- Touchon M, Rocha EP (June 2010). Randau L (ed.). "The small, slow and specialized CRISPR and anti-CRISPR of Escherichia and Salmonella". PLOS One. 5 (6): e11126. Bibcode:2010PLoSO...511126T. doi:10.1371/journal.pone.0011126. PMC 2886076. PMID 20559554.
- Rho M, Wu YW, Tang H, Doak TG, Ye Y (2012). "Diverse CRISPRs evolving in human microbiomes". PLoS Genetics. 8 (6): e1002441. doi:10.1371/journal.pgen.1002441. PMC 3374615. PMID 22719260.
- Sun CL, Barrangou R, Thomas BC, Horvath P, Fremaux C, Banfield JF (February 2013). "Phage mutations in response to CRISPR diversification in a bacterial population". Environmental Microbiology. 15 (2): 463–70. doi:10.1111/j.1462-2920.2012.02879.x. PMID 23057534.
- Kuno S, Sako Y, Yoshida T (May 2014). "Diversification of CRISPR within coexisting genotypes in a natural population of the bloom-forming cyanobacterium Microcystis aeruginosa". Microbiology. 160 (Pt 5): 903–16. doi:10.1099/mic.0.073494-0. PMID 24586036.
- Sorek R, Kunin V, Hugenholtz P (March 2008). "CRISPR--a widespread system that provides acquired resistance against phages in bacteria and archaea". Nature Reviews. Microbiology. 6 (3): 181–6. doi:10.1038/nrmicro1793. PMID 18157154.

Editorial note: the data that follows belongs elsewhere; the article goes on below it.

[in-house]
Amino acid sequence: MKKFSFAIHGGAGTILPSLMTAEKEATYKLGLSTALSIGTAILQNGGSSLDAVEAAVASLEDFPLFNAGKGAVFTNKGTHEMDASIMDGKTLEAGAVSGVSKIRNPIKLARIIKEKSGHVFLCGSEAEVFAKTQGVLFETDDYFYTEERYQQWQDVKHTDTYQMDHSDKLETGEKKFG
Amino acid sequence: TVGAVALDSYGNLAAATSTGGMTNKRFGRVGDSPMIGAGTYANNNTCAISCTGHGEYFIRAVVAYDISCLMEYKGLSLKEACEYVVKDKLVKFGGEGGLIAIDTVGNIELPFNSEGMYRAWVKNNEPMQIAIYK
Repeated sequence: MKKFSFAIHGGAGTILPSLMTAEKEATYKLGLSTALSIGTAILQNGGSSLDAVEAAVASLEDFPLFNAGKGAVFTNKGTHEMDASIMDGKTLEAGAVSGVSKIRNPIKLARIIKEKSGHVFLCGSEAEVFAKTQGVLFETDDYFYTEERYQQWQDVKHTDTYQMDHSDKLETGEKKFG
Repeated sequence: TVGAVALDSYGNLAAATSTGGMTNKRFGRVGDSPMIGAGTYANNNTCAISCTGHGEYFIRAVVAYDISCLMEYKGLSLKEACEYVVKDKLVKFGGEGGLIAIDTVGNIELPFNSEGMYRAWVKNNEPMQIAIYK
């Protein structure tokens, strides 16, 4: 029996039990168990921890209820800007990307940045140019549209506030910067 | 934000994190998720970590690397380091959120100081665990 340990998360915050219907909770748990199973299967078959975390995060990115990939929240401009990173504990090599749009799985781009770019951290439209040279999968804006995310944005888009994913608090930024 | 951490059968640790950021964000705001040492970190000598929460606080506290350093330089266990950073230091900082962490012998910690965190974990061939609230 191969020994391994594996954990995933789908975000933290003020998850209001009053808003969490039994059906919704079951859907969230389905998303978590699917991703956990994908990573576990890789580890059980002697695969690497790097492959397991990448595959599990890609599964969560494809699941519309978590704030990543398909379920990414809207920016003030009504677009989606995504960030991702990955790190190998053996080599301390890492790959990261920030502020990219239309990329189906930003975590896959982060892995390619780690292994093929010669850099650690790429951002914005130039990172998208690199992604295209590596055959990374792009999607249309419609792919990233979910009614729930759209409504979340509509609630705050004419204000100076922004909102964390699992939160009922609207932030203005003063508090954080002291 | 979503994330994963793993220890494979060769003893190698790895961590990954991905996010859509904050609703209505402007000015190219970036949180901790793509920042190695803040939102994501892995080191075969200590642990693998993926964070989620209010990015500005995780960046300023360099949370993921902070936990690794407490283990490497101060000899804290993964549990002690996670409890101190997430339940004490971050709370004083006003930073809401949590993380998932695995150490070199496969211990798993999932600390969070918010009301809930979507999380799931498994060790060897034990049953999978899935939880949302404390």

Table 1: Web resources for CRISPR analysis
- Pride DT, Salzman J, Relman DA (September 2012). "Comparisons of clustered regularly interspaced short palindromic repeats and viromes in human saliva reveal bacterial adaptations to salivary viruses". Environmental Microbiology. 14 (9): 2564–76. doi:10.1111/j.1462-2920.2012.02775.x. PMC 3424356. PMID 22583485.
- Held NL, Herrera A, Whitaker RJ (November 2013). "Reassortment of CRISPR repeat-spacer loci in Sulfolobus islandicus". Environmental Microbiology. 15 (11): 3065–76. doi:10.1111/1462-2920.12146. PMID 23701169.
- Held NL, Herrera A, Cadillo-Quiroz H, Whitaker RJ (September 2010). "CRISPR associated diversity within a population of Sulfolobus islandicus". PLOS One. 5 (9): e12988. Bibcode:2010PLoSO...512988H. doi:10.1371/journal.pone.0012988. PMC 2946923. PMID 20927396.
- Skennerton CT, Imelfort M, Tyson GW (May 2013). "Crass: identification and reconstruction of CRISPR from unassembled metagenomic data". Nucleic Acids Research. 41 (10): e105. doi:10.1093/nar/gkt183. PMC 3664793. PMID 23511966.
- Stern A, Mick E, Tirosh I, Sagy O, Sorek R (October 2012). "CRISPR targeting reveals a reservoir of common phages associated with the human gut microbiome". Genome Research. 22 (10): 1985–94. doi:10.1101/gr.138297.112. PMC 3460193. PMID 22732228.
- Novick RP, Christie GE, Penadés JR (August 2010). "The phage-related chromosomal islands of Gram-positive bacteria". Nature Reviews Microbiology. 8 (8): 541–51. doi:10.1038/nrmicro2393. PMC 3522866. PMID 20634809.